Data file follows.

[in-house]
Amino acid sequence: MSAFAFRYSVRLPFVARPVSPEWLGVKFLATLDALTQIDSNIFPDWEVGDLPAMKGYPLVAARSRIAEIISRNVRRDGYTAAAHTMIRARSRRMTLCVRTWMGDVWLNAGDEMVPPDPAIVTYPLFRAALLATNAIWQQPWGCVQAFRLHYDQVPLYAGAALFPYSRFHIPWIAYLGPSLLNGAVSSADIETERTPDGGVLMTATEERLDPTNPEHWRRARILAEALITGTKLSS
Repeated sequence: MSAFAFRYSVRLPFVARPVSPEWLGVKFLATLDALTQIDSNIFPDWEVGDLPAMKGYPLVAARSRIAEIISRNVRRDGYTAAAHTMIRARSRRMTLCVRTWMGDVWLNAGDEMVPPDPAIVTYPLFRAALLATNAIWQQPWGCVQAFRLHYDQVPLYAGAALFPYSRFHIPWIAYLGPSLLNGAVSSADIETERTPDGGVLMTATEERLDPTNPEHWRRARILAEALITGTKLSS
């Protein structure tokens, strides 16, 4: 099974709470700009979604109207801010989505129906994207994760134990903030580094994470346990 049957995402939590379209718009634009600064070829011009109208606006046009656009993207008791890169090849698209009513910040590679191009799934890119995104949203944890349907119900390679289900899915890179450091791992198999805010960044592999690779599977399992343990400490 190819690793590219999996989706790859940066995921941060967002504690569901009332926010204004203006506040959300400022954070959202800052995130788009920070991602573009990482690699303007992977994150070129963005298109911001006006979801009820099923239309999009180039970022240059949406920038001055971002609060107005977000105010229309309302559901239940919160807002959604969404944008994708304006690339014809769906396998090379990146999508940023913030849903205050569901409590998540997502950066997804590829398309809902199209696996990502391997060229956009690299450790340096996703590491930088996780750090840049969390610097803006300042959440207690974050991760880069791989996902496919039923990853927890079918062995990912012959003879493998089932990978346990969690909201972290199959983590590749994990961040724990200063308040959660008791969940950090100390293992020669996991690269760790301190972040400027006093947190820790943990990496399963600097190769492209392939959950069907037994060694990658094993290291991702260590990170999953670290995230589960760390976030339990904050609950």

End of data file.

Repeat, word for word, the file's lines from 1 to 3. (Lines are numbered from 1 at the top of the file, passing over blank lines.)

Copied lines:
[in-house]
Amino acid sequence: MSAFAFRYSVRLPFVARPVSPEWLGVKFLATLDALTQIDSNIFPDWEVGDLPAMKGYPLVAARSRIAEIISRNVRRDGYTAAAHTMIRARSRRMTLCVRTWMGDVWLNAGDEMVPPDPAIVTYPLFRAALLATNAIWQQPWGCVQAFRLHYDQVPLYAGAALFPYSRFHIPWIAYLGPSLLNGAVSSADIETERTPDGGVLMTATEERLDPTNPEHWRRARILAEALITGTKLSS
Repeated sequence: MSAFAFRYSVRLPFVARPVSPEWLGVKFLATLDALTQIDSNIFPDWEVGDLPAMKGYPLVAARSRIAEIISRNVRRDGYTAAAHTMIRARSRRMTLCVRTWMGDVWLNAGDEMVPPDPAIVTYPLFRAALLATNAIWQQPWGCVQAFRLHYDQVPLYAGAALFPYSRFHIPWIAYLGPSLLNGAVSSADIETERTPDGGVLMTATEERLDPTNPEHWRRARILAEALITGTKLSS